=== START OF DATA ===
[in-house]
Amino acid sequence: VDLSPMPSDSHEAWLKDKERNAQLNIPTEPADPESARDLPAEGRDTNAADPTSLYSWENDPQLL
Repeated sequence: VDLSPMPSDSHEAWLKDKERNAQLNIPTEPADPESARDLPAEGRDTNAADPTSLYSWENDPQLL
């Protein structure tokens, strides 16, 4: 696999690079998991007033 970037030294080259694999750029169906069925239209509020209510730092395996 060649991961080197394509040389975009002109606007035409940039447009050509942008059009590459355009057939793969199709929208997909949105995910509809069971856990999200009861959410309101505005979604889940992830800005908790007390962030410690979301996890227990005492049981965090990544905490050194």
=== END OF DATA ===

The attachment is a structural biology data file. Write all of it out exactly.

[in-house]
Amino acid sequence: VDLSPMPSDSHEAWLKDKERNAQLNIPTEPADPESARDLPAEGRDTNAADPTSLYSWENDPQLL
Repeated sequence: VDLSPMPSDSHEAWLKDKERNAQLNIPTEPADPESARDLPAEGRDTNAADPTSLYSWENDPQLL
């Protein structure tokens, strides 16, 4: 696999690079998991007033 970037030294080259694999750029169906069925239209509020209510730092395996 060649991961080197394509040389975009002109606007035409940039447009050509942008059009590459355009057939793969199709929208997909949105995910509809069971856990999200009861959410309101505005979604889940992830800005908790007390962030410690979301996890227990005492049981965090990544905490050194």